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SparkFun GPS RTK Brings Orienteering Dreams to Life

When avid orienteer Don Bayly needed a way to make his orienteering maps more accurate, he started researching GPS options.

Orienteering with RTK

PROJECT REQUIREMENTS

  • Small footprint GPS module with extreme accuracy
 

Bridging the gap of price and accuracy

“There is a program called OpenOrienteering Mapper which runs on PC, Mac and Android,” he said. “The Android version shows your position on the map, based either on the device’s internal GPS, or preferably a more accurate external receiver connected by Bluetooth.”

Bayly had been using a single-frequency GPS-Glonass receiver that was usually accurate to less than five meters for several years. However, adjustments were often necessary due to variations in the positions observed at different times. When he started researching more accurate GPS receivers, he found that it cost tens of thousands of dollars for a centimeter-accuracy RTK instrument, and that even a one-meter accuracy GIS instrument was around $2,000.

That’s when he found the SparkFun GPS-RTK2 Board - ZED-F9P (Qwiic). At a cost of two hundred dollars, with 10-millimeter, three-dimensional accuracy, and rover and base station operations, Bayly was intrigued. Initially, he thought the lack of UNAVCO base stations in Canada would make the board impractical to use. However, as he researched more, he learned about the BKG NTRIP service and its base stations all over the world - including in Calgary, where he lives. That’s when he decided to give the SparkFun GPS-RTK a try.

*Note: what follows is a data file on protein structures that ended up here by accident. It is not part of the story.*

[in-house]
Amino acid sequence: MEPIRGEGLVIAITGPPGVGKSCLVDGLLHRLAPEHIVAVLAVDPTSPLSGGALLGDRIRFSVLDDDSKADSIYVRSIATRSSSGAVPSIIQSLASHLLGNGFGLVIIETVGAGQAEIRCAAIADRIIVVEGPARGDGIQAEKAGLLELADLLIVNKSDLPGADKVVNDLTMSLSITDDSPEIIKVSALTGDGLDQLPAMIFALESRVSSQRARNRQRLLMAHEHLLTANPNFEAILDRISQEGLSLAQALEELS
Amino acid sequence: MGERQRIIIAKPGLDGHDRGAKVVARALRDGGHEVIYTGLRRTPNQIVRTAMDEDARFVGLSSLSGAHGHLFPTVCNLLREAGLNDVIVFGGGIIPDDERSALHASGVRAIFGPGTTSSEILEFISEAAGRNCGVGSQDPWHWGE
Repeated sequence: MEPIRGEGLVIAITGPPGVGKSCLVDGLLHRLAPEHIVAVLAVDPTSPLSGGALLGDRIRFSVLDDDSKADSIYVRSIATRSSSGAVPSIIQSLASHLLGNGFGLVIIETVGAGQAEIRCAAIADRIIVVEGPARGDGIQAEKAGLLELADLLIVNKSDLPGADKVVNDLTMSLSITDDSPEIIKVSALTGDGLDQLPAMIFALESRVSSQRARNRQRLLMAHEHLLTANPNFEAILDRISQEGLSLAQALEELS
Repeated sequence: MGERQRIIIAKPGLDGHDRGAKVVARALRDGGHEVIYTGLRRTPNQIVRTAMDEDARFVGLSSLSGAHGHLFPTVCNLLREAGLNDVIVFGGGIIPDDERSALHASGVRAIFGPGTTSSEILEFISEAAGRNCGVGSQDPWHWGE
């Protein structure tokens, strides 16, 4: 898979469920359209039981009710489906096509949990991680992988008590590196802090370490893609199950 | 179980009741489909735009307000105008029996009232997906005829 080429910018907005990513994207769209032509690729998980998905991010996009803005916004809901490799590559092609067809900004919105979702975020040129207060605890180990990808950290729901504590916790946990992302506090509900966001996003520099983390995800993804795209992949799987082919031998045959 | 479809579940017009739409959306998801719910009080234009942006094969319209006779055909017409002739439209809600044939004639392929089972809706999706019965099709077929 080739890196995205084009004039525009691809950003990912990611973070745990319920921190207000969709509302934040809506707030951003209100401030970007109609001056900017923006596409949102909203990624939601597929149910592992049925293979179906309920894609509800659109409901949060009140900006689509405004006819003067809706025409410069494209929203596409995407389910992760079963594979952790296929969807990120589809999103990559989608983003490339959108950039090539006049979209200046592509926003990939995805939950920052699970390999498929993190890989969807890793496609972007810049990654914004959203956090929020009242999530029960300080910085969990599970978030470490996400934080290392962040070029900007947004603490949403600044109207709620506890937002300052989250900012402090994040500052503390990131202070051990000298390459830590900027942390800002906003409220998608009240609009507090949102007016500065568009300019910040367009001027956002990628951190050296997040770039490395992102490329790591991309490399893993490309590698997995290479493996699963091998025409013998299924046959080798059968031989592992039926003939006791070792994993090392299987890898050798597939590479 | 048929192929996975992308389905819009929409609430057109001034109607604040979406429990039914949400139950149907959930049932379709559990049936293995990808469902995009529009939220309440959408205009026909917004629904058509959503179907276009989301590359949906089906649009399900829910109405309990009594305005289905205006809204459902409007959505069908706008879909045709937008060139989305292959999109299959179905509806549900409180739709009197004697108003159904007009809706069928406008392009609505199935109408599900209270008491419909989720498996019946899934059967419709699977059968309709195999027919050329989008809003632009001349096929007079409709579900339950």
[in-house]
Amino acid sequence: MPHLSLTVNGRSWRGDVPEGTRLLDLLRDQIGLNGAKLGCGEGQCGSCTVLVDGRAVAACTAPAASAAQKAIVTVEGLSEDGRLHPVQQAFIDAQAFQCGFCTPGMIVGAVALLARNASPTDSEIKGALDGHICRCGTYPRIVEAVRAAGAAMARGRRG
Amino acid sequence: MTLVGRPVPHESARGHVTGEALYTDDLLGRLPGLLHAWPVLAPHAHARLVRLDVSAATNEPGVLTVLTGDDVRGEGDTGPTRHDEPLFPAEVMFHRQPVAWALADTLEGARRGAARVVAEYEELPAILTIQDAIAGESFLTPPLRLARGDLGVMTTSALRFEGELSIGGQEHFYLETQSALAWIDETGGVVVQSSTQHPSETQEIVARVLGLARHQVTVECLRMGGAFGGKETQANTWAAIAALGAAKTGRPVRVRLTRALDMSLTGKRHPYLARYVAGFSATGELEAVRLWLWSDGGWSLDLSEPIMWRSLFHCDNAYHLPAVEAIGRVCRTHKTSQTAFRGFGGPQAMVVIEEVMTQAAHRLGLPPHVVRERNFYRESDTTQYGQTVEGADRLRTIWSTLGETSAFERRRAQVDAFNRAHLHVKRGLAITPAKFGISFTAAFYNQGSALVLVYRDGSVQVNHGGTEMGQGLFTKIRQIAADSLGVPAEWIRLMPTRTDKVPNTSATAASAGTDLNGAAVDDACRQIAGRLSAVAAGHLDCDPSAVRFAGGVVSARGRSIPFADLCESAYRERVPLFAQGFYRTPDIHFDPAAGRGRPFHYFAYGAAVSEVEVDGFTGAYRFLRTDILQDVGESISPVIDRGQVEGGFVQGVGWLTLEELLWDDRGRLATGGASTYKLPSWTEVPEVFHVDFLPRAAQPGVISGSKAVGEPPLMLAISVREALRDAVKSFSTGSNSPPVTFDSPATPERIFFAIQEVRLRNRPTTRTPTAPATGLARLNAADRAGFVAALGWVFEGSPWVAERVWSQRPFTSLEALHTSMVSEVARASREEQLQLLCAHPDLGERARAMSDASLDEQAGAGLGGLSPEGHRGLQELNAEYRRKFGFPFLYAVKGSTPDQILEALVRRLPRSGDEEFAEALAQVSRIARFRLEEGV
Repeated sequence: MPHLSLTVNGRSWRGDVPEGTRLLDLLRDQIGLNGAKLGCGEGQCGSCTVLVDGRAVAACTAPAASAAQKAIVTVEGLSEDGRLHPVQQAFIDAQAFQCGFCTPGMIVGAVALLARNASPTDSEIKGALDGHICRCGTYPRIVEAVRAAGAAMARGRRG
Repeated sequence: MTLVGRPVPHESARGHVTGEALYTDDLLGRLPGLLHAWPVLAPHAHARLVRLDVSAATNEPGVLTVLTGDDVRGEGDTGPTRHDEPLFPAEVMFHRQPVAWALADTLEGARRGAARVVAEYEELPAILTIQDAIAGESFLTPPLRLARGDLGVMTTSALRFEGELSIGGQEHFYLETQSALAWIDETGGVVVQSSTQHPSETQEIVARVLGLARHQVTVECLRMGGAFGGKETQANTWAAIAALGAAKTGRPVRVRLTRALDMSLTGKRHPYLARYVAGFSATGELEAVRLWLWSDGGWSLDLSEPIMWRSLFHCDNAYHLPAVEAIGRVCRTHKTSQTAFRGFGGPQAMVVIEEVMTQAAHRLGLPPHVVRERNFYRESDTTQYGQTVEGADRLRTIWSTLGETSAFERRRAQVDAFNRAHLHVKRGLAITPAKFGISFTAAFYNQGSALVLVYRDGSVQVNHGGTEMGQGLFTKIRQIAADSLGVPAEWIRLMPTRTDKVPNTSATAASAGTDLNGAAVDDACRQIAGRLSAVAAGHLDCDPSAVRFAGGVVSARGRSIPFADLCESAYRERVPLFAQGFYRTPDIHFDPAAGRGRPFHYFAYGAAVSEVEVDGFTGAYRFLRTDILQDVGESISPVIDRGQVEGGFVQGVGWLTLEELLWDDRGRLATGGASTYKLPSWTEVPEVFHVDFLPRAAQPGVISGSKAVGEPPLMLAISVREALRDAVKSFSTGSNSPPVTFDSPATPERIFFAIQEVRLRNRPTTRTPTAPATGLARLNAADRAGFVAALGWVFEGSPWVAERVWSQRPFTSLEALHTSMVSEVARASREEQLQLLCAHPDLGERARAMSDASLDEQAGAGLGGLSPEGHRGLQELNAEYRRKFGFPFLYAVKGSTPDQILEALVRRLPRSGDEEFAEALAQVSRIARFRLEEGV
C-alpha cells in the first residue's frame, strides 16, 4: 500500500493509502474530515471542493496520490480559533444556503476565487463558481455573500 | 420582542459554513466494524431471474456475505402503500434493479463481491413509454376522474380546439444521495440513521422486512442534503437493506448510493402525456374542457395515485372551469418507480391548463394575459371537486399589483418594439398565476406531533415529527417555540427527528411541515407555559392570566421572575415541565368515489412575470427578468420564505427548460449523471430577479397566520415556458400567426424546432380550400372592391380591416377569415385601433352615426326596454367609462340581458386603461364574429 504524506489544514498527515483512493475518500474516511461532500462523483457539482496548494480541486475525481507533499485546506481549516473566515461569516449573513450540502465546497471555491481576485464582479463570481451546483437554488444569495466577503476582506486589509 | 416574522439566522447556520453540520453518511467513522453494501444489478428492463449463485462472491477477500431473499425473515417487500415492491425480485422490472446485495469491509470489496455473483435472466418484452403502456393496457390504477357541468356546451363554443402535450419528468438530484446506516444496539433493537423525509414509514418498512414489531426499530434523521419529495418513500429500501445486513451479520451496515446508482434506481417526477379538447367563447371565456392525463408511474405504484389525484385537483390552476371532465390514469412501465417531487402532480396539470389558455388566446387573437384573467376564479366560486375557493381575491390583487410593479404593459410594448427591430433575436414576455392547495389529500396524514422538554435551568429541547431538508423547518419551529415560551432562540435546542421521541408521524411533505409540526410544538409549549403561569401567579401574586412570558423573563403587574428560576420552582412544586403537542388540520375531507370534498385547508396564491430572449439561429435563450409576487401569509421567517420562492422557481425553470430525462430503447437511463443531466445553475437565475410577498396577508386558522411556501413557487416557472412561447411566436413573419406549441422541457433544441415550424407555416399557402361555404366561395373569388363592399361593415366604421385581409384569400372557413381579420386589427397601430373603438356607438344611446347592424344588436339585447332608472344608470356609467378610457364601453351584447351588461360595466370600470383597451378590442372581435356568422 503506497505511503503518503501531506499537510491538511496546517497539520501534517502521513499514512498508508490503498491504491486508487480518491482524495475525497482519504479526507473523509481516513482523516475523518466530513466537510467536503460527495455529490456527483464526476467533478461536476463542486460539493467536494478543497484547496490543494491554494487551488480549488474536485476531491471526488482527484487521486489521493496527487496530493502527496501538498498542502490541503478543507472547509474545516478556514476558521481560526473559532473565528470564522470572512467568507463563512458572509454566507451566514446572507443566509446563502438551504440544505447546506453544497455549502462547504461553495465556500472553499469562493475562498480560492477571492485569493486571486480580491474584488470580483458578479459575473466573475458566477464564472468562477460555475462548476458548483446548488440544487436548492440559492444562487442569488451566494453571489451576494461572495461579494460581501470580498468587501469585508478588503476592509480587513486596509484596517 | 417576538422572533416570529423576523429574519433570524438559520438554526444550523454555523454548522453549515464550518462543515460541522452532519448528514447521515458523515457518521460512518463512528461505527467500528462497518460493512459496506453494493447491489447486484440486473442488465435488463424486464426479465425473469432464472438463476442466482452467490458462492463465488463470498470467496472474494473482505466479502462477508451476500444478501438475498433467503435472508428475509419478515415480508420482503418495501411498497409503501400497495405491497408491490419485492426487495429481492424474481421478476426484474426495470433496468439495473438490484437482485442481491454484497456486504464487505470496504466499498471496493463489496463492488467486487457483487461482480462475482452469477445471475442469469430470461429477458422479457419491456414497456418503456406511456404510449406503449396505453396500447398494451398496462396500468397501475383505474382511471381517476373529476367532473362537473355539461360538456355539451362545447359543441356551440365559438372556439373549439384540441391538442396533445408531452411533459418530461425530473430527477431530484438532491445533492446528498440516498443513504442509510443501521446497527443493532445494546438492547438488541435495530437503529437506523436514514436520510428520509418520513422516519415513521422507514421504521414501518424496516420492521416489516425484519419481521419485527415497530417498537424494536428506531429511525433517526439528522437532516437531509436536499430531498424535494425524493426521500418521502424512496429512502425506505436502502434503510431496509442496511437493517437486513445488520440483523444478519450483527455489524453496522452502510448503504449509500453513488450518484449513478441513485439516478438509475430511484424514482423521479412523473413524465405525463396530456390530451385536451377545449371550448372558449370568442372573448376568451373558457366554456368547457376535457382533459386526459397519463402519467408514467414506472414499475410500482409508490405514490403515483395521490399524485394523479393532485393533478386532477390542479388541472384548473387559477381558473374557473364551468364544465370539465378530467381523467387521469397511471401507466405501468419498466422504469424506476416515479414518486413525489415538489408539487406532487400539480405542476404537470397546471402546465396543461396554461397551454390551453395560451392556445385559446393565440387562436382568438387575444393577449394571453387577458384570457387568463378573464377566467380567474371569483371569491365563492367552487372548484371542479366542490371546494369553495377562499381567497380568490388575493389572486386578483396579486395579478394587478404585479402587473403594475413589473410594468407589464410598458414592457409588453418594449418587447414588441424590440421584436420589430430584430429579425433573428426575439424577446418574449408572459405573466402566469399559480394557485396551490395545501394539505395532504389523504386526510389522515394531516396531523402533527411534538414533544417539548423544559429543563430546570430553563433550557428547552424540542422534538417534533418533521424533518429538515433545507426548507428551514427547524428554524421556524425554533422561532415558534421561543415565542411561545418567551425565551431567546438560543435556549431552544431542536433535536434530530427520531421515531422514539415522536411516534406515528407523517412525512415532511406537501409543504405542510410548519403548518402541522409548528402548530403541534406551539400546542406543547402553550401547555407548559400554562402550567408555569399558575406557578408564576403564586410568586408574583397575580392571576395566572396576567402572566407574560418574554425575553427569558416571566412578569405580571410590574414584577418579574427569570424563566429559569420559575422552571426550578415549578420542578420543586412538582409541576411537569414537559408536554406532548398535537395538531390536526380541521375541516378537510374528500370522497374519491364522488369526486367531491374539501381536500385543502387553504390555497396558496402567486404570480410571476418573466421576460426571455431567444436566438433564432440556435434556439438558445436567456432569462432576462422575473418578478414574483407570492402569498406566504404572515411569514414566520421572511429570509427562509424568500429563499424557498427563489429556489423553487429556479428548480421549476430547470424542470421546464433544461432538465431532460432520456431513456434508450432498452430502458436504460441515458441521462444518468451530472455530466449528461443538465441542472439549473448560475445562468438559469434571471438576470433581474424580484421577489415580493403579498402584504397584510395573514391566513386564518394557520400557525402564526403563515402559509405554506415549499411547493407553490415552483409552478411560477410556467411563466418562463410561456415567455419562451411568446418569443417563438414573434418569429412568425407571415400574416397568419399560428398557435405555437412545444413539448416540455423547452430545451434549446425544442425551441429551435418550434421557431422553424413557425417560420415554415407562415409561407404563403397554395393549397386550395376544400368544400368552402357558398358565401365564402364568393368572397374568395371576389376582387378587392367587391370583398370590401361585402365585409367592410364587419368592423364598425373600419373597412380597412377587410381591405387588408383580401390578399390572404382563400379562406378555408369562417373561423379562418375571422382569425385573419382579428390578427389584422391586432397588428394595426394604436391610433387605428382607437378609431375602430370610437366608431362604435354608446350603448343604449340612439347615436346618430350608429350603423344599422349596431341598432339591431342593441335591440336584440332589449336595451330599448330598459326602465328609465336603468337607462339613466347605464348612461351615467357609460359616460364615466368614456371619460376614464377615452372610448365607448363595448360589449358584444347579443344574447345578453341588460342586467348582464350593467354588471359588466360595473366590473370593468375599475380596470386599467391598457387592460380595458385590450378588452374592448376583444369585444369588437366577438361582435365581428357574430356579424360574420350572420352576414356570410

“As SparkFun recommends, I am using the Lefebure NTRIP Client app on my phone,” Bayly said. “It functions as the Mock Location Provider for the OpenOrienteering Mapper app. I expect the RTK2 receiver will have precision around two meters when operating standalone outside of cell coverage."

GPS logger enclosure

Portable GPS system designed to be carried in a daypack

Thanks to SparkFun’s videos, set-up guides and other documentation, Bayly was able to assemble a portable system (pictured below) to be carried in the top of his daypack. The chassis is made from eighth-inch MDF in a snap-lock, water-tight Rubbermaid container. The four-inch diameter ground plate is from the end of a powdered drink container, and the matching plastic lid underneath prevents accidental shorts. The system is currently powered by a 5200 mAh USB power bank, though he plans to try a smaller, lighter one soon.

“I understand that the u-blox ANN-MB-00-00 antenna is sensitive to the L1 and L2 frequency bands, and is therefore the most suitable antenna for the U-blox ZED-FP9 receiver,” he said. “If I had confidence about putting SMA connectors on cables, I would cut the antenna cable shorter.”

“As SparkFun recommends, I am using the Lefebure NTRIP Client app on my phone,” Bayly said. “It functions as the Mock Location Provider for the OpenOrienteering Mapper app. I expect the RTK2 receiver will have precision around two meters when operating standalone outside of cell coverage.”

Once he put his design to the test, Bayly found that the nearest BKG base station was less than two kilometers from his house. While some corrections come from a different base station about 500 kilometers away, he found his receiver was still getting sub-meter precision – quite an improvement over his old system!